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[U] Commonwealth v. Morales

Superior Court of Pennsylvania

February 28, 2014



Appeal from the Order May 31, 2013 In the Court of Common Pleas of Lancaster County Criminal Division at No(s): CP-36-CR-0004025-2002




Appellant, Ricardo Morales-Vasquez, appeals pro se from the May 31, 2013 order dismissing his third petition for relief filed pursuant to the Post Conviction Relief Act (PCRA), 42 Pa.C.S.A. §§ 9541-9546. After careful review, we affirm.

The relevant facts and procedural history, as gleaned from the certified record, follow. On April 11, 2003, following an eight-day jury trial, Appellant was convicted of second-degree murder, robbery, conspiracy, and two counts of aggravated assault.[1] On May 16, 2003, Appellant was sentenced to life imprisonment on the murder conviction and a consecutive 10 to 20 years' imprisonment for aggravated assault. On May 11, 2004, this Court affirmed Appellant's judgment of sentence. Commonwealth v. Morales-Vasquez, 855 A.2d 135 (Pa. Super. 2004) (unpublished memorandum), appeal denied, 860 A.2d 123 (Pa. 2004). Subsequently, on October 5, 2004, our Supreme Court denied Appellant's petition for allowance of appeal. Id.

On October 6, 2005, Appellant filed his first pro se PCRA petition. Counsel was appointed and an amended PCRA petition was filed. A hearing was held, and on June 29, 2007, Appellant's PCRA petition was denied. Appellant did not file an appeal.

On February 9, 2009, Appellant filed a second pro se PCRA petition. Counsel was again appointed, an amended PCRA petition was filed, and on March 9, 2010, Appellant's second PCRA petition was dismissed as untimely. On March 22, 2010, Appellant filed a timely notice of appeal. On October 28, 2010, this Court affirmed the PCRA court's dismissal of Appellant's second PCRA petition as untimely. Commonwealth v. Morales-Vasquez, 15 A.3d 544 (Pa. Super. 2010) (unpublished memorandum).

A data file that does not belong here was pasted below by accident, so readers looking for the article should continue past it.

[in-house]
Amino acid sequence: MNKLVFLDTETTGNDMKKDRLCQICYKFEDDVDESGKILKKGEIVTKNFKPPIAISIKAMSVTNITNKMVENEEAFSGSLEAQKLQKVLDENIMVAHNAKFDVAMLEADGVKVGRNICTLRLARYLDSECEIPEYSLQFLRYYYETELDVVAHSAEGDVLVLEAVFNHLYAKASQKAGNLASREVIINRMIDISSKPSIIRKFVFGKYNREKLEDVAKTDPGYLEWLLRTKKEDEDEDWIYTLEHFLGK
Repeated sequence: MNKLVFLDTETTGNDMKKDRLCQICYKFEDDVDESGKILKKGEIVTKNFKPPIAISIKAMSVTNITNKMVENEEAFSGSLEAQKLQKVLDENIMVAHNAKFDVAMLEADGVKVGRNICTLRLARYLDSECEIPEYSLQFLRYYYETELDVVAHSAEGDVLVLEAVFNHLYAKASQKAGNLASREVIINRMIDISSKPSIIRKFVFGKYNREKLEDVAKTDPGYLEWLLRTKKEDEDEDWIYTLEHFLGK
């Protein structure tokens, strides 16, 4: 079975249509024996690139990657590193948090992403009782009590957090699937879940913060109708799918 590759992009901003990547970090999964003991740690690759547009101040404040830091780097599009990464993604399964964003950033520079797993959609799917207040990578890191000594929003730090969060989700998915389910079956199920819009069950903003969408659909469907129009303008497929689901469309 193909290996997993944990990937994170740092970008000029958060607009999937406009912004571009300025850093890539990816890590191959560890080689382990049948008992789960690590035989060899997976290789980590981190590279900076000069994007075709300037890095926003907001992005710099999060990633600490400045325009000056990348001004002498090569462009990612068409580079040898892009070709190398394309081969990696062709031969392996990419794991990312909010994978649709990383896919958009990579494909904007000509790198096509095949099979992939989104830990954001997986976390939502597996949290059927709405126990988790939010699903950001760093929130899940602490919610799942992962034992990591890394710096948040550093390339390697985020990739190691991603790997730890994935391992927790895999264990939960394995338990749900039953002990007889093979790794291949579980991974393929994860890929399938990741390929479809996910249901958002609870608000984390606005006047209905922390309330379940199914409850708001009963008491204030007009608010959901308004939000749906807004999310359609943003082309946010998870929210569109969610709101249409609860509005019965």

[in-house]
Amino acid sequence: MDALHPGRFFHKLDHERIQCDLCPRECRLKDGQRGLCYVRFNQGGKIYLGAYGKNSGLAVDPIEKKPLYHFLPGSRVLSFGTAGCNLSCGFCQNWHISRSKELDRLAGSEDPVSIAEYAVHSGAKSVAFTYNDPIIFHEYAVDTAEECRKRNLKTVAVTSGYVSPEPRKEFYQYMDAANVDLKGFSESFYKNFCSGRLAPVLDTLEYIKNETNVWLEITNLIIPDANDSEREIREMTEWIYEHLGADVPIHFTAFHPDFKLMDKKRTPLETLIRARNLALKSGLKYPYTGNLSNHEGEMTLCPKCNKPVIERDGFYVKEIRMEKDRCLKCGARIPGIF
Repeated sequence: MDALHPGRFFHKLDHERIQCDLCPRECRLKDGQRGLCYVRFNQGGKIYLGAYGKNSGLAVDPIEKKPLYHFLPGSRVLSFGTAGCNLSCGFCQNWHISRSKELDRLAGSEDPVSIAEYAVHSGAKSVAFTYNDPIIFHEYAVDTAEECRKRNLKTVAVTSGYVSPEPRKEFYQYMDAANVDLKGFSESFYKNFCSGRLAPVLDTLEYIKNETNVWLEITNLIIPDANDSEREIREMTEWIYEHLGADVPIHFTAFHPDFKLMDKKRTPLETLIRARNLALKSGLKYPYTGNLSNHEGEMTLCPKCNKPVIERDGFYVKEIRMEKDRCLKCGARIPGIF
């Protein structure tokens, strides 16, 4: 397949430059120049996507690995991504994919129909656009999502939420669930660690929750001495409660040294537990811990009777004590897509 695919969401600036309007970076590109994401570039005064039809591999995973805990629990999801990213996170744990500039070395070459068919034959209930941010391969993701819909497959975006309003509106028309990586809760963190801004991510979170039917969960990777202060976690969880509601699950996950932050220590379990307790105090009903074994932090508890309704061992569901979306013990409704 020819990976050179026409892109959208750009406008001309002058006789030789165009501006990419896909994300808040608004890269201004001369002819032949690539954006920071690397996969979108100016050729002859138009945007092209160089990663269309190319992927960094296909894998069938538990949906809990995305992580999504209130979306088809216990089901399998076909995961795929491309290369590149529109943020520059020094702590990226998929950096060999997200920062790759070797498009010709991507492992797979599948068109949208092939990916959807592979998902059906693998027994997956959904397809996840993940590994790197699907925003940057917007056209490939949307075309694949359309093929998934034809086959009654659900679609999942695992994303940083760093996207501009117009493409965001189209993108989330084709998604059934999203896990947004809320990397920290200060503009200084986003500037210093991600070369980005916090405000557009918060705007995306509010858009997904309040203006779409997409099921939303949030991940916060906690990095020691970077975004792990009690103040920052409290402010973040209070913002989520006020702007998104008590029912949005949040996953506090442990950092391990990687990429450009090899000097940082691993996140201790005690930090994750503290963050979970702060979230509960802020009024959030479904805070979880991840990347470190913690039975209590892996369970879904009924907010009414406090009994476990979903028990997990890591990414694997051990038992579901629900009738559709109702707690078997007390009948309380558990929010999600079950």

On August 29, 2012, Appellant filed his third pro se PCRA petition asserting a newly recognized constitutional right pursuant to 42 Pa.C.S.A. § 9545(b)(1)(iii). Appellant's Pro Se PCRA Petition, 8/29/12, at ¶¶ 1-3. On December 7, 2012, the PCRA court filed a notice of its intent to dismiss Appellant's appeal without a hearing pursuant to Pa.R.A.P. 907. Appellant did not file a reply. Accordingly on May 31, 2013, the PCRA court dismissed

Appellant's petition as untimely.[2] The same day, Appellant filed a timely pro se notice of appeal.[3]

On appeal, Appellant raises the following issues for our review.
A. Did the [PCRA] court err in denying Appellant's petition claiming that motion was filed beyond the time period set by statute, and that the [PCRA c]ourt lack[ed] jurisdiction to consider any of the claims raised. Even though evidence shows that the petition was submitted under 42 Pa.C.S.A. Section 9545(b)(1)(iii) and met the 60 days requirements of 42 Pa.C.S.A. Section 9545(b)(2)?
B. Did the [PCRA] court commit an error of law and deny Appellant his due process rights in dismissing the petition as untimely?
C. Did the [PCRA] court commit a manifest injustice under the PCRA in denying relief?

Appellant's Brief at 4.

We begin by noting our well-settled standard of review. "On appeal from the denial of PCRA relief, our standard and scope of review is limited to determining whether the PCRA court's findings are supported by the record and without legal error." Commonwealth v. Edmiston, 65 A.3d 339, 345 (Pa. 2013) (citation omitted), cert. denied, Edmiston v. Pennsylvania, 134 S.Ct. 639 (2013). "[Our] scope of review is limited to the findings of the PCRA court and the evidence of record, viewed in the light most favorable to the prevailing party at the PCRA court level." Commonwealth v. Koehler, 36 A.3d 121, 131 (Pa. 2012) (citation omitted). "The PCRA court's credibility determinations, when supported by the record, are binding on this Court." Commonwealth v. Spotz, 18 A.3d 244, 259 (Pa. 2011) (citation omitted). "However, this Court applies a de novo standard of review to the PCRA court's legal conclusions." Id.